MIR 2 (IRS-I 1) coincides with IRAS 17175-3544, whose color-corrected flux density at 12µm is 115 Jy. This value is consistent with that observed at 11.2µm, including the contribution of all the three sources (MIR 1,2,3) and the diffuse emission.
The 11.2µm diffuse emission extends towards the dense core of the molecular cloud, as clearly shown by the overlay of the integrated thermal NH3 (1,1) line emission (Jackson et al. 1988) with the 11.2µm emission of Fig. 5, and could be either due to externally heated dust, or to polycyclic aromatic hydrocarbons emission (PAH's). In fact, spectrophotometric observations of the HII region/neutral interface in M17 obtained with ISOCAM by Cesarsky et al. (1996), indicate that the extended emission is dominated by PAH's. A similar interpretation has been given by Minchin et al. (1992) to explain the extended IR emission in the CepB-S155 interface region.
As far as IRS-I 2, using our quoted upper limits (for a point source), the 20 and 30µm flux densities taken from the contour maps of Harvey & Gatley (1983) and the 7 mm flux density of Carral et al. (1997), assuming they arise from the same object, we have derived the flux density distribution shown in Fig. 4, lower pannel. Considering that at a level of 1.2 Jy we do not detect any source at 11.2µm coincident with the 7 mm clump reported by Carral et al. (1997), it is improbable that this clump, if confirmed, has a hot internal stellar source heating it from the inside. In fact, emission from hot dust around an early type star (e.g. an O9.5 with luminosity 3 104 , following Harvey & Gatley 1983), with temperature in the range 200-1000 K should be easly detectable at 11.2µm unless the extintion has a very high value, AV 110-140. Without further observations of this clump at millimeter and submillimeter wavelengths, little can be said about its nature. There is also the possibility that the 20 and and 30µm flux densities of IRS-I 2 (Harvey & Gatley 1983) might be contamined by the extended diffuse emission observed at 11.2µm and associated with the molecular cloud.
With respect to the model presented by Testi et al. (1998) to put the different objects found in the star forming complex G9.62+0.19 into a consistent evolutionary sequence, MIR 2 (IRS-I 1) is clearly the one in a more evolved phase. The ionized gas is clearly detectable in the radio continuum, the cluster of early type stars embedded in the HII region can be seen in the near-IR and the warm dust emission can be seen at longer wavelengths. The H2O maser is located in between IRS1E and the sharp ionization front. This phase is comparable to component B in G9.62+0.19 or even earlier, given the presence of the H2O maser and the compactness of the HII region. MIR 3 seems to be in an earlier stage in which the hot dust emission around the early type star is well detectable in the near and middle-IR, but the radio continuum emission from a possible HII region is still not detectable, most probably for self-absorption effects in these early stages. This phase is not dissimilar to component F in G9.62+0.19 or even earlier given the lack of H2O maser. Finally, IRS-I 2, not detected in the present observations or in the near-IR but possibly only at 7 mm and (if not confused) at longer IR wavelengths, could represent an even earlier stage, in which only the cold dust emission is detectable and no early type star has been formed yet inside the clump. It would be of extreme interest to know if molecular outflow can be produced in such early phases, but to confirm the association of IRS-I 2 with the molecular outflow (and its true nature), higher resolution observations at 20 - 30 µm as well as improved VLA observations of the 7mm clump are needed.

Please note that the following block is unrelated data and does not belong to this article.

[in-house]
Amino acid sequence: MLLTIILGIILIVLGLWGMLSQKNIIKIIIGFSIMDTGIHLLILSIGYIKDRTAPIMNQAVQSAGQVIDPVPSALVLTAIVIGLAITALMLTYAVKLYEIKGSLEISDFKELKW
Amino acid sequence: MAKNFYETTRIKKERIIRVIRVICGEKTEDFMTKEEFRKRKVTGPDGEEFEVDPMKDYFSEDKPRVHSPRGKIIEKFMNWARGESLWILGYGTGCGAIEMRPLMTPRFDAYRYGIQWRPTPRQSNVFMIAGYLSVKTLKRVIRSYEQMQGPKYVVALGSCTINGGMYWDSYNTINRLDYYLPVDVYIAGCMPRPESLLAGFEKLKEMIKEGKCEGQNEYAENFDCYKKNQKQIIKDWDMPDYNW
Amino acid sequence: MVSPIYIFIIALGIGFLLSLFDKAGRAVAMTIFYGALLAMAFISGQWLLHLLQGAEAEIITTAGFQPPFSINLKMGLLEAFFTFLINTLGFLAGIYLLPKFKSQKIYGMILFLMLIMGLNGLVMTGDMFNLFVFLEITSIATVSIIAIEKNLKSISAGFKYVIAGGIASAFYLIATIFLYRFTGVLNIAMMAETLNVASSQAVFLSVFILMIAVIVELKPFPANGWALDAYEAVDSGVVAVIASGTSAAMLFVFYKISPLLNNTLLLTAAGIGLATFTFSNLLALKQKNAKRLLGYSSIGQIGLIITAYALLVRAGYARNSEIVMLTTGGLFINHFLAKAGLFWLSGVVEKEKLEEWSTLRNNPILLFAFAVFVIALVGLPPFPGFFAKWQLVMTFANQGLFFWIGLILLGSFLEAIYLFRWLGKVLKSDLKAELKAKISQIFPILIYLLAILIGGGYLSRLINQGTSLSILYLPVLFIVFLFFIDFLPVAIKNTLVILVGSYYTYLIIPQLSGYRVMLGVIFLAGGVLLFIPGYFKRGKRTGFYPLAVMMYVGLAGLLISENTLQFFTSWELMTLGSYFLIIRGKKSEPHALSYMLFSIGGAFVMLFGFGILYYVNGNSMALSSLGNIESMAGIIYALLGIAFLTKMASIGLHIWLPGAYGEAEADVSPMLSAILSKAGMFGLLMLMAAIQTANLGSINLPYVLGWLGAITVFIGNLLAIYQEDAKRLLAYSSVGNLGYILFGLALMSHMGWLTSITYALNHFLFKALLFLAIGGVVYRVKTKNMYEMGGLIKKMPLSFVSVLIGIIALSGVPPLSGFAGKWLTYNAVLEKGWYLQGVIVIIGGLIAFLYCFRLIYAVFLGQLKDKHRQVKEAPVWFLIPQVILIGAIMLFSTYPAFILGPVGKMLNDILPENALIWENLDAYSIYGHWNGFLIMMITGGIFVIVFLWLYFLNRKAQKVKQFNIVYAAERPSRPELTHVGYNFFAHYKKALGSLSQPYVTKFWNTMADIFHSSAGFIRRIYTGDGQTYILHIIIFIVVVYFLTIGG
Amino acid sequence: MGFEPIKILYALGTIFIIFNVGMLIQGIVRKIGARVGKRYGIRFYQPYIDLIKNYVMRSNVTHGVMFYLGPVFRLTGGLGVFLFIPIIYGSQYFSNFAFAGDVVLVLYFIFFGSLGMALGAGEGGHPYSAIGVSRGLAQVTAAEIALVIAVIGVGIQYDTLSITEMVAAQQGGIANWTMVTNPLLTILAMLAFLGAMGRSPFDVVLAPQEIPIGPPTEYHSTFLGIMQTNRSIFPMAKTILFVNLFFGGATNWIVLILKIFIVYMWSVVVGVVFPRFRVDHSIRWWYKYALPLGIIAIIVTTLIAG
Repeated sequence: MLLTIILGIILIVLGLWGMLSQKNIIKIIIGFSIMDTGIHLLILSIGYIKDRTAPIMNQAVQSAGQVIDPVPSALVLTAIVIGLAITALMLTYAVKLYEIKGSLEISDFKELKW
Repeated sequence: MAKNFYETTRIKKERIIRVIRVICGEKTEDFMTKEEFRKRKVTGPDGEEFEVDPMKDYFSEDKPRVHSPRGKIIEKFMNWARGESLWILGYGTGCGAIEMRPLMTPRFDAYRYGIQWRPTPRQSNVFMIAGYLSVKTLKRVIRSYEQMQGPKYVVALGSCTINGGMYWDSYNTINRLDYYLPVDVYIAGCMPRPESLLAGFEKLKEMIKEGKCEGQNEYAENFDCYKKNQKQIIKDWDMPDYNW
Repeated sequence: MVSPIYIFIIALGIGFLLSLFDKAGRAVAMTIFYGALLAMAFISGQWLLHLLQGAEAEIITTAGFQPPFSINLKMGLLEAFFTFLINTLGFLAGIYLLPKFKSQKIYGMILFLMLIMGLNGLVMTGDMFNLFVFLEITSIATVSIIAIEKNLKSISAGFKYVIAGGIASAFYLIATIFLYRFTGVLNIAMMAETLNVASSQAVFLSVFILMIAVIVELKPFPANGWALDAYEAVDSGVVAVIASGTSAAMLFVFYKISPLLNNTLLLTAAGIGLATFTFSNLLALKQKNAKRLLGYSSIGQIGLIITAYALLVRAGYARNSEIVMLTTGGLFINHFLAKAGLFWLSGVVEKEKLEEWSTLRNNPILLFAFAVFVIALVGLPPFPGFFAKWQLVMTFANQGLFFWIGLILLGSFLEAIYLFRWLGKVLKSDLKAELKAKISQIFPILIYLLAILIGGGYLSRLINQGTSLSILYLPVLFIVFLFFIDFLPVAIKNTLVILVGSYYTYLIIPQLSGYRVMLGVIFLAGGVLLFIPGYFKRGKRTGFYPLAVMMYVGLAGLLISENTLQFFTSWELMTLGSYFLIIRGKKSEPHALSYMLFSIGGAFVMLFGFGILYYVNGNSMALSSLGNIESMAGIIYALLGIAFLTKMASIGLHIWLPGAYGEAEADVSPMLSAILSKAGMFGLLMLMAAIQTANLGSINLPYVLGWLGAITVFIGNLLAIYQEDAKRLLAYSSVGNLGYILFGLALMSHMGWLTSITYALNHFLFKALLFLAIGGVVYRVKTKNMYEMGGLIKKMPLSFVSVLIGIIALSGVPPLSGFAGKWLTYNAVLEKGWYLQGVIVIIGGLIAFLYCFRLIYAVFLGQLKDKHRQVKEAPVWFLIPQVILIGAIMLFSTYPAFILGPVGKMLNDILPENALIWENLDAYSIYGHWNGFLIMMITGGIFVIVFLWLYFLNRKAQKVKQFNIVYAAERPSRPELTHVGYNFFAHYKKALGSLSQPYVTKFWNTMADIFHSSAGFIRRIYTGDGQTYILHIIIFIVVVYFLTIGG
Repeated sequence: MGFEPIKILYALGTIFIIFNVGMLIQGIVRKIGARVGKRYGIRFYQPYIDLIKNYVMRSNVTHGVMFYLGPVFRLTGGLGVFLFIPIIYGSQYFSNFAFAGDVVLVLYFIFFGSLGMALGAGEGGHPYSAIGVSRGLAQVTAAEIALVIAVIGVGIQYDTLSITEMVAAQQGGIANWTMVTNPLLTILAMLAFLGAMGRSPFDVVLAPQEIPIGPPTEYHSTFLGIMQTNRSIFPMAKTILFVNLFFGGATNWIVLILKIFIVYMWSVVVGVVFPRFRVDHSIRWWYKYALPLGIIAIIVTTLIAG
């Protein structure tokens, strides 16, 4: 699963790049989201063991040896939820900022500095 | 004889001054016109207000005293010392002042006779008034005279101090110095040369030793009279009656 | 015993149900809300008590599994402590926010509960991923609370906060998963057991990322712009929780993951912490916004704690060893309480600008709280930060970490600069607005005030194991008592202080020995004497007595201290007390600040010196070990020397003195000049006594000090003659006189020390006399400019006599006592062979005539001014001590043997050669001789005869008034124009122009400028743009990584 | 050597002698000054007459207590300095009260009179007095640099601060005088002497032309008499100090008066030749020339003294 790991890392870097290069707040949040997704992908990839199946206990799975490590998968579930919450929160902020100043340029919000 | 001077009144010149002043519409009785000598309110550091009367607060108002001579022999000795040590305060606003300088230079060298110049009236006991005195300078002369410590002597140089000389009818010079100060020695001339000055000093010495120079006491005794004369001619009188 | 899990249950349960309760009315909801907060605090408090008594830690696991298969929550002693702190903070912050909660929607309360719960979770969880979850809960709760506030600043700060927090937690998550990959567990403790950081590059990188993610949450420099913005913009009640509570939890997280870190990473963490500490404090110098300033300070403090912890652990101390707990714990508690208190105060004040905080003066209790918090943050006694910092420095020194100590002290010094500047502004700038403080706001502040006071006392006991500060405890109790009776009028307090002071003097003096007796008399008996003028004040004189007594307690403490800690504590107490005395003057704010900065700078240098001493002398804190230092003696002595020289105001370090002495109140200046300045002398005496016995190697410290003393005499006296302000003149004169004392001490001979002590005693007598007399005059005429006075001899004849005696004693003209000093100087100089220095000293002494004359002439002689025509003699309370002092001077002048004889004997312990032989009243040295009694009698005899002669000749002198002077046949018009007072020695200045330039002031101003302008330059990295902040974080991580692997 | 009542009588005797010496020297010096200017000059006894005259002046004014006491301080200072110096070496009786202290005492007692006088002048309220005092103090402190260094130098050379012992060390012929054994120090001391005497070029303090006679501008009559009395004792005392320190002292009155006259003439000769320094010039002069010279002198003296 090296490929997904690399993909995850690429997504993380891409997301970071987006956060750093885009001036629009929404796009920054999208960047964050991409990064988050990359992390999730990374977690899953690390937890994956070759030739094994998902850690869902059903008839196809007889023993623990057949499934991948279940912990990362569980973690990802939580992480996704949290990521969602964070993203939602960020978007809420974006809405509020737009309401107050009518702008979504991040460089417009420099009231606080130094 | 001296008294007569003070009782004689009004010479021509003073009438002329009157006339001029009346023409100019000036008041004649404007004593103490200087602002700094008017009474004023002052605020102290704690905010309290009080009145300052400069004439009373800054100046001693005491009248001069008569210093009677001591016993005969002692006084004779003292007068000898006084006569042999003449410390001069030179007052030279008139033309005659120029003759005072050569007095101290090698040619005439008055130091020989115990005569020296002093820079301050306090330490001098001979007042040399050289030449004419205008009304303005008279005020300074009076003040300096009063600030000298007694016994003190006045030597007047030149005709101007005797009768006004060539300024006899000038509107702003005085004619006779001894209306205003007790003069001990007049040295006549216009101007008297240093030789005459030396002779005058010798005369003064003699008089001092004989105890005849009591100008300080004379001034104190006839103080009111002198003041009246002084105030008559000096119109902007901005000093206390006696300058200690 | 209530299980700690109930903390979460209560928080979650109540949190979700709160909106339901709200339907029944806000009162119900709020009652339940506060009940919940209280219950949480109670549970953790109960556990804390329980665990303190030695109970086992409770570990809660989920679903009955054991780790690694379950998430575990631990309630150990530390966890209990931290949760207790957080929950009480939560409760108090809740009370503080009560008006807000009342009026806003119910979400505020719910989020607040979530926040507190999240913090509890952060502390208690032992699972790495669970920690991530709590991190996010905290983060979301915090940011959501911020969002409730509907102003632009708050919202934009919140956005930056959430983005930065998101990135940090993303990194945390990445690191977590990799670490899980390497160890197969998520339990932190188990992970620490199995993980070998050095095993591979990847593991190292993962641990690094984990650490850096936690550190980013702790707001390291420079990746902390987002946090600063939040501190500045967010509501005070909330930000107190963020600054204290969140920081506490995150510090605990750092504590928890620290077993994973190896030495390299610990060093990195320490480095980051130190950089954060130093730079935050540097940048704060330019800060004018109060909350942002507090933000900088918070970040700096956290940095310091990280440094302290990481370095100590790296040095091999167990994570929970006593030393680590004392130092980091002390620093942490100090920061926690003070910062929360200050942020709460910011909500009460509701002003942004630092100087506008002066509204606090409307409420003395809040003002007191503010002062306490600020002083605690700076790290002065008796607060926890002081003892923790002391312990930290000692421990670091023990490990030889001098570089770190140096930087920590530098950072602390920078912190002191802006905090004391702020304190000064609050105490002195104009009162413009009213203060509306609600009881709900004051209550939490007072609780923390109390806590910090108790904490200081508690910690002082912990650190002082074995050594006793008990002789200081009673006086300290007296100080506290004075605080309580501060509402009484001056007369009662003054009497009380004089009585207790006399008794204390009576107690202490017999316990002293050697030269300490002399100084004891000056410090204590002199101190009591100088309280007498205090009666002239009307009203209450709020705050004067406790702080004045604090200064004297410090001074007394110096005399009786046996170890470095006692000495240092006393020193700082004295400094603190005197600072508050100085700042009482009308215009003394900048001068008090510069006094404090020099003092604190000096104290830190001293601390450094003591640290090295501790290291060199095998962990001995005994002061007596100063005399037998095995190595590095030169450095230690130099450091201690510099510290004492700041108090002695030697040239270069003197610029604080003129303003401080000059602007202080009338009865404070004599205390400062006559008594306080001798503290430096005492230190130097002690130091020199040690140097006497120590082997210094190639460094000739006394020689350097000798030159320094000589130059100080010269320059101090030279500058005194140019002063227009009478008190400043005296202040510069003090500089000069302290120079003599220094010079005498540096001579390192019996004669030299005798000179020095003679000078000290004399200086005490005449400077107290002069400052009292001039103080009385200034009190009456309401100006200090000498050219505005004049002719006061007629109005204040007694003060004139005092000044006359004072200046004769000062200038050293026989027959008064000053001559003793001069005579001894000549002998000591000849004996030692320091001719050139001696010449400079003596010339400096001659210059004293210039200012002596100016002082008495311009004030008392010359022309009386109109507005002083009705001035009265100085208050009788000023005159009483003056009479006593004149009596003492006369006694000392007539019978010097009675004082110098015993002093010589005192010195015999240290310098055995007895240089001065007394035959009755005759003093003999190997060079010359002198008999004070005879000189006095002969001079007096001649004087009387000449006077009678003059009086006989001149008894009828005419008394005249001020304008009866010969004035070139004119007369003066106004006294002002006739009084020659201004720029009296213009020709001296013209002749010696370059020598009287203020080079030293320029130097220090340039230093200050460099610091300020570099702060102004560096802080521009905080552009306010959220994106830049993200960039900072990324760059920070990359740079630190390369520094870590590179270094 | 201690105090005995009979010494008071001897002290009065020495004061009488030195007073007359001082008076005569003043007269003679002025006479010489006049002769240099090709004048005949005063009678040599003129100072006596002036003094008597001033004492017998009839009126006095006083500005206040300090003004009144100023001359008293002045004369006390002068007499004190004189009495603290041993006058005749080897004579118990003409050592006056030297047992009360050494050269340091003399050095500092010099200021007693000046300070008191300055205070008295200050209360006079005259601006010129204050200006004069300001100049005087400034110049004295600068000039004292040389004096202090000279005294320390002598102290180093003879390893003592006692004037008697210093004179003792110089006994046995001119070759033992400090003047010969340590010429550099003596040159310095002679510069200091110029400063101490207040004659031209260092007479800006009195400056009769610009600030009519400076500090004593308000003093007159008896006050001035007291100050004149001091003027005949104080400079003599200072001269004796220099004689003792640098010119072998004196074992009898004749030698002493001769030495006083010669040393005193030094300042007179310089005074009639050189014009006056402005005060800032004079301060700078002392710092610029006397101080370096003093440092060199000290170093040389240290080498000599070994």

© European Southern Observatory (ESO) 1998
Online publication: July 27, 1998